Religion is a cultural system of beliefs, practices and ethics. It can include a belief in one or more gods, the idea of an afterlife and various spiritual beliefs, such as atheism, monotheism, polytheism, theism, agnosticism, dualism, and pantheism. It can also include a variety of worship-related practices, including prayer, meditation and various rituals. It is often accompanied by moral codes and an emphasis on right behavior. It may even involve the development of social institutions such as churches, temples, mosques and synagogues.
For a long time, scholars have categorized religions in terms of their beliefs about a distinctive kind of reality. But in the twentieth century, a different approach emerged, one that drops the substantive element and defines religion by the role that a form of life can play in people’s lives–in other words, by a functional definition. One can see this approach, for example, in Emile Durkheim’s definition of religion as whatever system of practices unite a group of people into a moral community.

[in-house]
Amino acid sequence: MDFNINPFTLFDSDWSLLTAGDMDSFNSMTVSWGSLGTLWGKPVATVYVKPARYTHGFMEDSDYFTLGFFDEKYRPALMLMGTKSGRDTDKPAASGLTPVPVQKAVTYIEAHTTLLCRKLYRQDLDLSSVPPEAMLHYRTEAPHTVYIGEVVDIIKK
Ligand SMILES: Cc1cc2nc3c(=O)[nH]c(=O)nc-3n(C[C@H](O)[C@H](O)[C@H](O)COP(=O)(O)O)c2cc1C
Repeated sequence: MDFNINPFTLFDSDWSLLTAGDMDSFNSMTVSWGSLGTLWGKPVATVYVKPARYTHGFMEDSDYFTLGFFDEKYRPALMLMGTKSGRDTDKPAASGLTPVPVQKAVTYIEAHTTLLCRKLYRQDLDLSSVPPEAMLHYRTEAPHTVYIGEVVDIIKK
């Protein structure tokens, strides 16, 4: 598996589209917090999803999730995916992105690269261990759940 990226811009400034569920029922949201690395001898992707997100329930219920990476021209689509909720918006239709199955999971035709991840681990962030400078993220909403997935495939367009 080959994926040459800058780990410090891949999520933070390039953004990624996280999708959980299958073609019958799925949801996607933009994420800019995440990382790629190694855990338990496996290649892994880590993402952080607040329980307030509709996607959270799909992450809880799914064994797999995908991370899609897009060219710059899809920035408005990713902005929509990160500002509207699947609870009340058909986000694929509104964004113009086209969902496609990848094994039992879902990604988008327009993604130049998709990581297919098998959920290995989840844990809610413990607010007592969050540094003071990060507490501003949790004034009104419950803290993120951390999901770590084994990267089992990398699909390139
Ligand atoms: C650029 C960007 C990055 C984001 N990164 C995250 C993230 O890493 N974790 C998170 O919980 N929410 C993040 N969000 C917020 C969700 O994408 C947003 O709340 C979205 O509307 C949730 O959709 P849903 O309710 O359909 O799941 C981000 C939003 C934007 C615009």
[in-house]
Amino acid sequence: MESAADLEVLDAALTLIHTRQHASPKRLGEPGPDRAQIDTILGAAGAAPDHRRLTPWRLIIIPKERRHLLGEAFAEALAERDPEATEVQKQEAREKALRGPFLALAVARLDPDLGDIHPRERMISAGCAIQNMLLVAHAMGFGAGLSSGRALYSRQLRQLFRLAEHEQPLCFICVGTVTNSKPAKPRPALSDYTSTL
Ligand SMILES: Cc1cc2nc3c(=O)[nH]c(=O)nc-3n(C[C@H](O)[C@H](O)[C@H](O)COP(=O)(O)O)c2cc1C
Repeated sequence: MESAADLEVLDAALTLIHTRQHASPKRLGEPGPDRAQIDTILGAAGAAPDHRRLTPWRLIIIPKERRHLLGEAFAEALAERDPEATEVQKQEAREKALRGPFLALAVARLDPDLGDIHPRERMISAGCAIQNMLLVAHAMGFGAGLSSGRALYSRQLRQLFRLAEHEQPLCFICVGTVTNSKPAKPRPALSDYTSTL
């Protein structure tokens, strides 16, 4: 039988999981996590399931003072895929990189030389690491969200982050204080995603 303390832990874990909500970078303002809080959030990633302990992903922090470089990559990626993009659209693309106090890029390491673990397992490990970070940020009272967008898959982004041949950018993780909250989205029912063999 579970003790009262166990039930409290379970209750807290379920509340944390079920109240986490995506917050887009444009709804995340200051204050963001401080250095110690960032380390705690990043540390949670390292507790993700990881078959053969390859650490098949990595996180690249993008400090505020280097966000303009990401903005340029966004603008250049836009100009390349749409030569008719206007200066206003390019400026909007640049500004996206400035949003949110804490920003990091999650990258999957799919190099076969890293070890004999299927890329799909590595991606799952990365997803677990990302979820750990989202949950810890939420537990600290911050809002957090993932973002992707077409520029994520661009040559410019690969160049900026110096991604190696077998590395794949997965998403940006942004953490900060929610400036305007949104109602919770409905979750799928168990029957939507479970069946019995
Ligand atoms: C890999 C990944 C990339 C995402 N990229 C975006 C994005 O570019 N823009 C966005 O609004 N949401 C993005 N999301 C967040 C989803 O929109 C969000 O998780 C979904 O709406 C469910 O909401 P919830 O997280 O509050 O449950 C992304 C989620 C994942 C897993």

The debate over how to define religion has prompted criticism that it is too broad and has obscured important differences between religious groups. It has also led some to argue that the concept of religion is a political invention and that it should be abandoned, a claim that sometimes goes hand in hand with the assertion that there are no real religions. For this reason, some think that it would be better to treat the concept of religion as a contested social taxon and focus instead on the kinds of things that are likely to have family resemblances among different cultures.